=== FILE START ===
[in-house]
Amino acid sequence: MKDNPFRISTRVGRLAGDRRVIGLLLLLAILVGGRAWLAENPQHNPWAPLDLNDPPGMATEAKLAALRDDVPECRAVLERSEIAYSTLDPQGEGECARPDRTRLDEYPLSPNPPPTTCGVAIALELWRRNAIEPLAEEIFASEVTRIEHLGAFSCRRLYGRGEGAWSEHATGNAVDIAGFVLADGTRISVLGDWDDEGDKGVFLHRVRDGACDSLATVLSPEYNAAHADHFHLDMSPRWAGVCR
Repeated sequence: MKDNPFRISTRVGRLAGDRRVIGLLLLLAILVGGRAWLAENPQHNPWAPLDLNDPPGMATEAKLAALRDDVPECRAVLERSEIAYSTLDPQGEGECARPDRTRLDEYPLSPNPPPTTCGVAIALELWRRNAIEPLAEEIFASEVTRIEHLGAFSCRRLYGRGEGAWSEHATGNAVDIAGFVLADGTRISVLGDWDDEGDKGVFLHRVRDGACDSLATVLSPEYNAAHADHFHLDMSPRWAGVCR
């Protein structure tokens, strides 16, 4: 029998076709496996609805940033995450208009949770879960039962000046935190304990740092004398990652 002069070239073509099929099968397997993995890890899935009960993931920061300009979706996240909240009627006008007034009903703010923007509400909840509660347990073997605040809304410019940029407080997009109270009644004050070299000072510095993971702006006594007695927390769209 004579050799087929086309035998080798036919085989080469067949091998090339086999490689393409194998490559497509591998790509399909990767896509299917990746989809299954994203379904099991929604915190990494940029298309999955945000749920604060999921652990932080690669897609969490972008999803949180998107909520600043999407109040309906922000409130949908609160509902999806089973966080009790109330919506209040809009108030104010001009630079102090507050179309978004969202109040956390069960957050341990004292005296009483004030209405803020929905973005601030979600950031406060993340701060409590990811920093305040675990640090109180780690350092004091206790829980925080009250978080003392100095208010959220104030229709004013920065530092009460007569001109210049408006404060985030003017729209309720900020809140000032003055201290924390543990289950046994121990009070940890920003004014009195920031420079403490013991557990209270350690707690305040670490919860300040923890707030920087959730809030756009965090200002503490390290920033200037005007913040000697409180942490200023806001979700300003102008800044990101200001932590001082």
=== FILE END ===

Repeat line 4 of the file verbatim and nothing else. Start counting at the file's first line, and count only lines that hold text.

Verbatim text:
């Protein structure tokens, strides 16, 4: 029998076709496996609805940033995450208009949770879960039962000046935190304990740092004398990652 002069070239073509099929099968397997993995890890899935009960993931920061300009979706996240909240009627006008007034009903703010923007509400909840509660347990073997605040809304410019940029407080997009109270009644004050070299000072510095993971702006006594007695927390769209 004579050799087929086309035998080798036919085989080469067949091998090339086999490689393409194998490559497509591998790509399909990767896509299917990746989809299954994203379904099991929604915190990494940029298309999955945000749920604060999921652990932080690669897609969490972008999803949180998107909520600043999407109040309906922000409130949908609160509902999806089973966080009790109330919506209040809009108030104010001009630079102090507050179309978004969202109040956390069960957050341990004292005296009483004030209405803020929905973005601030979600950031406060993340701060409590990811920093305040675990640090109180780690350092004091206790829980925080009250978080003392100095208010959220104030229709004013920065530092009460007569001109210049408006404060985030003017729209309720900020809140000032003055201290924390543990289950046994121990009070940890920003004014009195920031420079403490013991557990209270350690707690305040670490919860300040923890707030920087959730809030756009965090200002503490390290920033200037005007913040000697409180942490200023806001979700300003102008800044990101200001932590001082």